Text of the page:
United States District Court, E.D. Pennsylvania
case arises from a products liability action originally filed
in the Court of Common Pleas of Chester County by Plaintiff
Henry Sciortino (“Plaintiff” or
“Sciortino”) against Defendant Pure Fishing, Inc.
(“Defendant” or “Pure Fishing”).
Sciortino sued Pure Fishing because it allegedly manufactured
and sold a defective pair of Wader boots that caused him
injury after a fall. Wader boots are waterproof shoes often
used for hunting and other outdoor activities.
the Court is Defendant's Motion to Dismiss (Doc. No. 81),
Plaintiff's Response in Opposition (Doc. No. 82), and
Defendant's Reply (Doc. No. 83). The parties dispute
whether Pennsylvania courts can exercise personal
jurisdiction over Pure Fishing. The company was incorporated
in Iowa and maintains a principal place of business in South
Carolina. It has an office in Philadelphia, is registered to
do business in the Commonwealth of Pennsylvania, and has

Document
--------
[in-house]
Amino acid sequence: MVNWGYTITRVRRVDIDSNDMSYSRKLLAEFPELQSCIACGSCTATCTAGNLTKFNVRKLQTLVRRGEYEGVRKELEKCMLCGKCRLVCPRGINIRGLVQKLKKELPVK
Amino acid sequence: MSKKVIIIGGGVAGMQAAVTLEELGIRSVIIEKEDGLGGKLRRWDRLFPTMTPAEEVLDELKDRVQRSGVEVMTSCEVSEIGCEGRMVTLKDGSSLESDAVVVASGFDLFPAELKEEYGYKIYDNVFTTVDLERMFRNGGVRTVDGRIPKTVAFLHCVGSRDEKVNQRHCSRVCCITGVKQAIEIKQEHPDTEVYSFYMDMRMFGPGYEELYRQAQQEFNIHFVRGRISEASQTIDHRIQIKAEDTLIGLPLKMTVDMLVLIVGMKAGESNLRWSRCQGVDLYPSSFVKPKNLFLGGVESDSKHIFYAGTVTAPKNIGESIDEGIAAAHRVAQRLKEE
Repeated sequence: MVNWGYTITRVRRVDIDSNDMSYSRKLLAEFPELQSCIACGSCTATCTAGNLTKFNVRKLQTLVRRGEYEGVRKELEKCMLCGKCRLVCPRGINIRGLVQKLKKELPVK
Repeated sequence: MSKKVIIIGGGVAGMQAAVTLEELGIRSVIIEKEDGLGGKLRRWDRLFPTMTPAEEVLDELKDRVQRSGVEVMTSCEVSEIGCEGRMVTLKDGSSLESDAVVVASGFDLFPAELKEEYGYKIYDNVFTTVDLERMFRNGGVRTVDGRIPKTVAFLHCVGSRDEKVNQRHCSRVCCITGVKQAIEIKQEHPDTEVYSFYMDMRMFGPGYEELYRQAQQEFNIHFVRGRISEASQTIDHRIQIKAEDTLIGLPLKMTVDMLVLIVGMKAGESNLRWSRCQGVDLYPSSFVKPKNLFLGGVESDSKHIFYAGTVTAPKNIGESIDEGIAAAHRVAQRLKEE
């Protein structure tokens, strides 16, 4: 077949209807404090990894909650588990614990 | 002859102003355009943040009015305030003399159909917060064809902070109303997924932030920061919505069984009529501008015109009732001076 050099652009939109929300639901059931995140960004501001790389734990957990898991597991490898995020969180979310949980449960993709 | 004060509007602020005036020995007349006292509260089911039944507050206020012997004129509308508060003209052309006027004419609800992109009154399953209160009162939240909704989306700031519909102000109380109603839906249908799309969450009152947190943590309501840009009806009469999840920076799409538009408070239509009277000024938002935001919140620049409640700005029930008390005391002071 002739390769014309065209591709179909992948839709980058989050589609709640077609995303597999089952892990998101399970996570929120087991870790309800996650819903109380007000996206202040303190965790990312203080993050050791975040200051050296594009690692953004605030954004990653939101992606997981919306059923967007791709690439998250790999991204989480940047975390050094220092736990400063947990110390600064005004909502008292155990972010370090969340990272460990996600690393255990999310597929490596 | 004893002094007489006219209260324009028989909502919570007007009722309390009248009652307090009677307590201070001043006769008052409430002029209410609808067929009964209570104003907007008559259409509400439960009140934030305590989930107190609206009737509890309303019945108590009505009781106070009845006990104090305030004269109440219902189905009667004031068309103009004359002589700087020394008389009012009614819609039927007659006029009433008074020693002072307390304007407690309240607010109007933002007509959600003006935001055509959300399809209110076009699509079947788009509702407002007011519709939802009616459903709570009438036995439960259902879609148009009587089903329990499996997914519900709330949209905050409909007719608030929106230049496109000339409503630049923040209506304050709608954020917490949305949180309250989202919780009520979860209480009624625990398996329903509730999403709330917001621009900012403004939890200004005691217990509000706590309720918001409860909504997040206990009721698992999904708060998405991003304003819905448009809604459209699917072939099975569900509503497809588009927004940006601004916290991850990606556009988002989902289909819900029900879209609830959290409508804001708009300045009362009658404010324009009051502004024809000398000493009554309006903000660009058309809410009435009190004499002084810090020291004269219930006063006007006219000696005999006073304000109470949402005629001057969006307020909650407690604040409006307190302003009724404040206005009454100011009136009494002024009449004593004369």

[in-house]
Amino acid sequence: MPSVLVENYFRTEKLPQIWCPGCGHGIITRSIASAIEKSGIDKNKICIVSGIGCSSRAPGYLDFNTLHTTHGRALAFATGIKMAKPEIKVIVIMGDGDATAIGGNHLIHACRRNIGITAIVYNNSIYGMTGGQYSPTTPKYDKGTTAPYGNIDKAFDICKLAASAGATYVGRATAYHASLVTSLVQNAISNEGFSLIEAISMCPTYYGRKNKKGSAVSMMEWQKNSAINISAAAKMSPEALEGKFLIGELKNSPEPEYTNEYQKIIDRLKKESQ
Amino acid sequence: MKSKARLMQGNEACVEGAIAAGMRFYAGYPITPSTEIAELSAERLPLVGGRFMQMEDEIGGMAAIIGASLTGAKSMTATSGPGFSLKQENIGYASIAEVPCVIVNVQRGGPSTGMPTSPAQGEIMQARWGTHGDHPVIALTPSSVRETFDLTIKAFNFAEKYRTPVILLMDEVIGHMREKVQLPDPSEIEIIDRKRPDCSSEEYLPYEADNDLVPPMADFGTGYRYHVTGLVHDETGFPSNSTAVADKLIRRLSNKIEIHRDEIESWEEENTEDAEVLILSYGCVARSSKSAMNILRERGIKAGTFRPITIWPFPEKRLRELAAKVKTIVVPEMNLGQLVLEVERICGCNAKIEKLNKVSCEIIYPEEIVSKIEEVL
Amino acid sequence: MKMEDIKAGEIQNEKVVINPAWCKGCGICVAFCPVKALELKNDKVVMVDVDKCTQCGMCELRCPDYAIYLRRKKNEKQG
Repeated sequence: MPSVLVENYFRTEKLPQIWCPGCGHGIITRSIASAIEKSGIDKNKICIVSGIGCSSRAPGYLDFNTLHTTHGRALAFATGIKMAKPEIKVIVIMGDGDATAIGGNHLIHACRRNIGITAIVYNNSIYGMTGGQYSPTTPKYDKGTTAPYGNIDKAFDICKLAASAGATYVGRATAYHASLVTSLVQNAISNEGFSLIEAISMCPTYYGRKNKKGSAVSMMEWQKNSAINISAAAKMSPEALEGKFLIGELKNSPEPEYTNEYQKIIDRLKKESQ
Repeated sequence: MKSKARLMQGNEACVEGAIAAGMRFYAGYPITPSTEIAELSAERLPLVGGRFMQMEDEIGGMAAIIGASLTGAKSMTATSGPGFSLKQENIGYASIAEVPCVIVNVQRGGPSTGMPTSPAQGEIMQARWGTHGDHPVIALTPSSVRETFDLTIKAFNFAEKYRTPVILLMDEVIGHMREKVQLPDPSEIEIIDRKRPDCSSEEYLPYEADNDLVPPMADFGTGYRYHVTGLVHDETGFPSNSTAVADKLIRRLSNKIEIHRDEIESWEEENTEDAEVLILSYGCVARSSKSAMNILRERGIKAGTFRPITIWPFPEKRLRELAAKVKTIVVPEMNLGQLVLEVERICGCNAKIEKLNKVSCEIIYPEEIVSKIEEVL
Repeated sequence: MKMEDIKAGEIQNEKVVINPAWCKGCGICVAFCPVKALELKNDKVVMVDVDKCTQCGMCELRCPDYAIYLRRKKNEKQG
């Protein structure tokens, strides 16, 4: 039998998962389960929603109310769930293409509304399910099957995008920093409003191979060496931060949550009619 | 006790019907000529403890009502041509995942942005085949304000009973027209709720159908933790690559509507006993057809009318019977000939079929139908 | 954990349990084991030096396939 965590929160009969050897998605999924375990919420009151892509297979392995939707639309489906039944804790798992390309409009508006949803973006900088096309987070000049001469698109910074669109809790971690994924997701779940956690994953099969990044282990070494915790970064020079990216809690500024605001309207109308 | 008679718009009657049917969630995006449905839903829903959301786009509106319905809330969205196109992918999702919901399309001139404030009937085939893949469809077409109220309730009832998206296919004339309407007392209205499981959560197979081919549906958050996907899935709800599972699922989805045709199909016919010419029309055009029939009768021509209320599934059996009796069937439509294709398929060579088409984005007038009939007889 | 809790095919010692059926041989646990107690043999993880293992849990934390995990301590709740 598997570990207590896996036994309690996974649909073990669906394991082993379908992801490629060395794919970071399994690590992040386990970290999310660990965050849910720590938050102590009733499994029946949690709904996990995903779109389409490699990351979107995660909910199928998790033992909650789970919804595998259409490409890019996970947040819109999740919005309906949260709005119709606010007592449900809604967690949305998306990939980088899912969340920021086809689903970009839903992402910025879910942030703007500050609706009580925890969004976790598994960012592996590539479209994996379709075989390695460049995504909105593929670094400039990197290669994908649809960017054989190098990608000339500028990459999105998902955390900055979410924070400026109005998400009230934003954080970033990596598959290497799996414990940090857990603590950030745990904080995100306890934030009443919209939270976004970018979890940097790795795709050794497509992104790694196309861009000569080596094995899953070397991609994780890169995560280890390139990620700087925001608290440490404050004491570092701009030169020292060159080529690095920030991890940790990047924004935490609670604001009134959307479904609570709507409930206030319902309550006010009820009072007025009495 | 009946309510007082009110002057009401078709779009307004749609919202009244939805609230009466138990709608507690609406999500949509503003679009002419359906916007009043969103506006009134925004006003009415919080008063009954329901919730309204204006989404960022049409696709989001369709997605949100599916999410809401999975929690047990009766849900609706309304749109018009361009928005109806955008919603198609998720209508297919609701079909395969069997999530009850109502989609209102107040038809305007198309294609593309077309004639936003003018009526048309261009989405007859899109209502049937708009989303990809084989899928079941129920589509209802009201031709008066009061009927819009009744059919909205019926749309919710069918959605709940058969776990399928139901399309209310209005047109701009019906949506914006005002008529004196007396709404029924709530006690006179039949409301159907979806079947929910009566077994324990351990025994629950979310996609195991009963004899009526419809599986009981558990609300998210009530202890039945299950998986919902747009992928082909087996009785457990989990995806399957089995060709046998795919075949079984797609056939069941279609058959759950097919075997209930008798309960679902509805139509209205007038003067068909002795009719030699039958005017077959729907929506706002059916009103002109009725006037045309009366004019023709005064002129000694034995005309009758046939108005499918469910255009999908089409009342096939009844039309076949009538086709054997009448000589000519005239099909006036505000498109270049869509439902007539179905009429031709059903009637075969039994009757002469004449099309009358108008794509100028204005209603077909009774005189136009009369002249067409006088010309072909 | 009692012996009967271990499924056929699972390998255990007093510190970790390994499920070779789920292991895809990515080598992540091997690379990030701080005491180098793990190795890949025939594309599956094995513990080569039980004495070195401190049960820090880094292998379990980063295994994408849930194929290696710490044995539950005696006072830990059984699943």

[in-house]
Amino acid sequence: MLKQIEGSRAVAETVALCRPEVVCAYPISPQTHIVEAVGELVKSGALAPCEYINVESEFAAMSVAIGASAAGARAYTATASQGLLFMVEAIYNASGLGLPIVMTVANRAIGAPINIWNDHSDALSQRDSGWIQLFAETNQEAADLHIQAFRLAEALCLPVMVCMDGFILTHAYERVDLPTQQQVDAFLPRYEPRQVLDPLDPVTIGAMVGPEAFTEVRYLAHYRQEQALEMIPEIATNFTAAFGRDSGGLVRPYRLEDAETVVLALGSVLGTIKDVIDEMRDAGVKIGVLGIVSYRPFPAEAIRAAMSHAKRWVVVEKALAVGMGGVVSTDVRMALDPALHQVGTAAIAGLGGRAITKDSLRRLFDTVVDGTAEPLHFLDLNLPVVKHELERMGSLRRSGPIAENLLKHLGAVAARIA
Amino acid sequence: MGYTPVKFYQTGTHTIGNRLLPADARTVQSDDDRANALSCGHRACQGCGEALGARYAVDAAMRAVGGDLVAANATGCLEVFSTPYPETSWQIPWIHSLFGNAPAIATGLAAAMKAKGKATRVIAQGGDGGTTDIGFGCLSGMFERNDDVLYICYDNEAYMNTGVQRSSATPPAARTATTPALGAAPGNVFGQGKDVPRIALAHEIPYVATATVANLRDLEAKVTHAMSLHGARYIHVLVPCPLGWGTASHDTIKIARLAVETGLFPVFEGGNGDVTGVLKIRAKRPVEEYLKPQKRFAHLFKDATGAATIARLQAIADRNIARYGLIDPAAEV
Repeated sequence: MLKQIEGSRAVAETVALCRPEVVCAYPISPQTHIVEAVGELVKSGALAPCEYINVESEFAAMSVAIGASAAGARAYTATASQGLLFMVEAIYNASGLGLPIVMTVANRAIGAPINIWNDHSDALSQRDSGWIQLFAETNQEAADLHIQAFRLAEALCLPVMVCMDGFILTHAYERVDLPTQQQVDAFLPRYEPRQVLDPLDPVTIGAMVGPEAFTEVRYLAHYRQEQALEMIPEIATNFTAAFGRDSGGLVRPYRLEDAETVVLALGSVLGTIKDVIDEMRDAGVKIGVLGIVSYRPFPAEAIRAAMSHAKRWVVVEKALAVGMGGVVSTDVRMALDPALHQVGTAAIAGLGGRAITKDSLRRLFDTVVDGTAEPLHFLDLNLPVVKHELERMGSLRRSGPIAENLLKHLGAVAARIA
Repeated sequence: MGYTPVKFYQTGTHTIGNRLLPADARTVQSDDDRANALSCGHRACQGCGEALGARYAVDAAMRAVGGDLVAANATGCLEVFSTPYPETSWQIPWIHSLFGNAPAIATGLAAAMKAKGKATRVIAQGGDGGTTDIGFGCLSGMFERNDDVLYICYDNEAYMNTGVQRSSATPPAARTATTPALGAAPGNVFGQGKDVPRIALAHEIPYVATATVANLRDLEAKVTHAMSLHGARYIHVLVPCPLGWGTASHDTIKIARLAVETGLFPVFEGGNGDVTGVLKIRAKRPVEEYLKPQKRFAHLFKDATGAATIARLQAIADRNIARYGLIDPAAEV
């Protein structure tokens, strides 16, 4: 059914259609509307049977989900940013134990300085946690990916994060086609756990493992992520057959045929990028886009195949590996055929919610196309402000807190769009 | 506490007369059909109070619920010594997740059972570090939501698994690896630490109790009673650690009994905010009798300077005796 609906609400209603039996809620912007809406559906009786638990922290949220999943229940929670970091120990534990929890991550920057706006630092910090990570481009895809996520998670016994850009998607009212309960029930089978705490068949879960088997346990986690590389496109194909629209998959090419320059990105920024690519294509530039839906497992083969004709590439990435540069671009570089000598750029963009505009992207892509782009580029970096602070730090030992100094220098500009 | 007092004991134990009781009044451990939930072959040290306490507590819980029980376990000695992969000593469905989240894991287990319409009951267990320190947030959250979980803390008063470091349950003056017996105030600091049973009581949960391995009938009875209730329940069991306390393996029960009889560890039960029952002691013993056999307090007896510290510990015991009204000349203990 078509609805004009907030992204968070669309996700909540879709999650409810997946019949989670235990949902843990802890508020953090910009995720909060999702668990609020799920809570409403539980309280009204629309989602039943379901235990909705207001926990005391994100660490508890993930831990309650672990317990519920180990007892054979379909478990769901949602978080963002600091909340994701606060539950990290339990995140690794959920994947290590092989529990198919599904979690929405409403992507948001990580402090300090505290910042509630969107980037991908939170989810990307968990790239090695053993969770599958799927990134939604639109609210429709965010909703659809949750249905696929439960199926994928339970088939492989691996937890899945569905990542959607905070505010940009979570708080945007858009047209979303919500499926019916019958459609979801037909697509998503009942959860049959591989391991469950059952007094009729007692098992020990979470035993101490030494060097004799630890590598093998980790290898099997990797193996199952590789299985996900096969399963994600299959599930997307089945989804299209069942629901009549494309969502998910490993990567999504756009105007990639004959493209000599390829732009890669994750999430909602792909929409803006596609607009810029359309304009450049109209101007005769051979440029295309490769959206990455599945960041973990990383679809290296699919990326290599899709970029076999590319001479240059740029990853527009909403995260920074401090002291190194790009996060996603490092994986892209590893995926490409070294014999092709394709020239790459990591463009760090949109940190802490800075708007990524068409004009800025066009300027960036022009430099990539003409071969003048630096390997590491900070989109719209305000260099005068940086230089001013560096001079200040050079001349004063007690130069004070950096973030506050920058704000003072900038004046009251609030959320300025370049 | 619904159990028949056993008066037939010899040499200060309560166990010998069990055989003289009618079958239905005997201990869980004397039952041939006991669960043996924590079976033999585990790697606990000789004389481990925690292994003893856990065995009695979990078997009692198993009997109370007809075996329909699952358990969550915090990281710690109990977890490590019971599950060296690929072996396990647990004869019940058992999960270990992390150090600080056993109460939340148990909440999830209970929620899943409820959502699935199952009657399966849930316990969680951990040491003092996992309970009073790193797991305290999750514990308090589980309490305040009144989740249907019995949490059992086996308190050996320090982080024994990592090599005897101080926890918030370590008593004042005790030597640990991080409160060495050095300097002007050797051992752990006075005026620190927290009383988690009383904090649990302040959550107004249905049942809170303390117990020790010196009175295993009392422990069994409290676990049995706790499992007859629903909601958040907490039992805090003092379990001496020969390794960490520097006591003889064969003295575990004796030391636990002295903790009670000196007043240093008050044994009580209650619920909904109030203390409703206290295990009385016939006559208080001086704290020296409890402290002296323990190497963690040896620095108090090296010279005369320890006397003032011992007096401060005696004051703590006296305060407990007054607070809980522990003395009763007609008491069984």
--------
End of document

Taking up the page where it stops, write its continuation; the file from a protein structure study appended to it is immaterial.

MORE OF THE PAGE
received tax credits from Pennsylvania for work in research
contends that a Pennsylvania court cannot exercise personal
jurisdiction over it because this would violate the Due
Process Clause of the Fourteenth Amendment. In Daimler AG
v. Bauman, 571 U.S. 117 (2014), the United States
Supreme Court held that under the Due Process Clause, a court
can only exercise personal jurisdiction over a company if it
is “at home” in the state. Defendant claims that
the facts show it is not “at home” in
Pennsylvania. Plaintiff argues to the contrary that
regardless of Defendant's contact with Pennsylvania, it
has consented to personal jurisdiction by registering to do
business in this state.
reasons that follow, the Court is persuaded that it is proper
to exercise personal jurisdiction over Pure Fishing based on
its consent by registering to do business in Pennsylvania.
Consequently, the Motion to Dismiss (Doc. No. 81) will be
Sciortino is a Pennsylvania resident. (Doc. No. 80 ¶ 2.)